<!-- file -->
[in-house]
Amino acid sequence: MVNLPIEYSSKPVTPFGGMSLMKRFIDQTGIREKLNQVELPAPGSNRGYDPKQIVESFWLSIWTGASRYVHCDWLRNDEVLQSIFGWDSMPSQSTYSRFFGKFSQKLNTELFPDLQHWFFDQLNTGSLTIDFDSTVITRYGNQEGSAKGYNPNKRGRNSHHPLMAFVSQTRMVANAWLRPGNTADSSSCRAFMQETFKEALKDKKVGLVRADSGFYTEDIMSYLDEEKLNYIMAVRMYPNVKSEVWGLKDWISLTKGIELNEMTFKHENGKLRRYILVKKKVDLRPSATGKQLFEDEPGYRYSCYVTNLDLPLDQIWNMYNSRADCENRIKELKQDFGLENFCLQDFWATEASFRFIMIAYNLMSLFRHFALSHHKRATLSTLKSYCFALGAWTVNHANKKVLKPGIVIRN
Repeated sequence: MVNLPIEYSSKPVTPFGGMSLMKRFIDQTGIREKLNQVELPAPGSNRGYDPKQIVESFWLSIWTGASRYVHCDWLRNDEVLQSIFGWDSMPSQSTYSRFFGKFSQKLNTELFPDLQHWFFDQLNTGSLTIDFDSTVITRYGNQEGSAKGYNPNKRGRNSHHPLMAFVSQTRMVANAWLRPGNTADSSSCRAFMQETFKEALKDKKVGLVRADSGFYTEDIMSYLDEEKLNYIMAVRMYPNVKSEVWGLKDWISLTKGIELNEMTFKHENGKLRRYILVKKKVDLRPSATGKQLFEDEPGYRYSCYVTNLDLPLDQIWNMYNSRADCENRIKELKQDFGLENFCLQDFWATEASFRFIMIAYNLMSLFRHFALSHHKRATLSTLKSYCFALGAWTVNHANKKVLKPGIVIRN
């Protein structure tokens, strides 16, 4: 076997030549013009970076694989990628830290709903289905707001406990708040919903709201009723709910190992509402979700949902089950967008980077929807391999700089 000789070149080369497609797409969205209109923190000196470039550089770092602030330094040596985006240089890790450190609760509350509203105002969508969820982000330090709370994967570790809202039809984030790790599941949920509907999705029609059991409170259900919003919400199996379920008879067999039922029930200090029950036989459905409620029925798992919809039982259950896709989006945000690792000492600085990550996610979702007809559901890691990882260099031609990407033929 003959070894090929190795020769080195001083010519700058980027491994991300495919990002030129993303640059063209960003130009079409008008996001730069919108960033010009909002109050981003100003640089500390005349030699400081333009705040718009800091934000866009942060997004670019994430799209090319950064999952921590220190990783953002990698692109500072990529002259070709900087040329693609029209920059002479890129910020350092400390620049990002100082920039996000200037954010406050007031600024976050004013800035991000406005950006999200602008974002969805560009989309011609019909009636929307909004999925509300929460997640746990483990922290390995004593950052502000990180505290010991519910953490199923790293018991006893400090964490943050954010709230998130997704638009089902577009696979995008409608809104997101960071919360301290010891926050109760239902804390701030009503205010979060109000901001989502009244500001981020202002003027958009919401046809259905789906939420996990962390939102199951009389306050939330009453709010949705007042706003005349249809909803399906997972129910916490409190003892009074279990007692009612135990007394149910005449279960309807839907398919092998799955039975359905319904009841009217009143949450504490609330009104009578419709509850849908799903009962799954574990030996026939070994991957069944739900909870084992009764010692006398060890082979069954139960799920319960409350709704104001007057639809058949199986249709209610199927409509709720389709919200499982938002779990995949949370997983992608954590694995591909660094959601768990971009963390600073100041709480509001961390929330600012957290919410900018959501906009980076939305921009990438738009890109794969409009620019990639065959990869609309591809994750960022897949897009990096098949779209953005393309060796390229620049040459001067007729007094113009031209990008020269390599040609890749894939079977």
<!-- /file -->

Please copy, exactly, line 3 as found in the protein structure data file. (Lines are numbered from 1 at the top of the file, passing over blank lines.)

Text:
Repeated sequence: MVNLPIEYSSKPVTPFGGMSLMKRFIDQTGIREKLNQVELPAPGSNRGYDPKQIVESFWLSIWTGASRYVHCDWLRNDEVLQSIFGWDSMPSQSTYSRFFGKFSQKLNTELFPDLQHWFFDQLNTGSLTIDFDSTVITRYGNQEGSAKGYNPNKRGRNSHHPLMAFVSQTRMVANAWLRPGNTADSSSCRAFMQETFKEALKDKKVGLVRADSGFYTEDIMSYLDEEKLNYIMAVRMYPNVKSEVWGLKDWISLTKGIELNEMTFKHENGKLRRYILVKKKVDLRPSATGKQLFEDEPGYRYSCYVTNLDLPLDQIWNMYNSRADCENRIKELKQDFGLENFCLQDFWATEASFRFIMIAYNLMSLFRHFALSHHKRATLSTLKSYCFALGAWTVNHANKKVLKPGIVIRN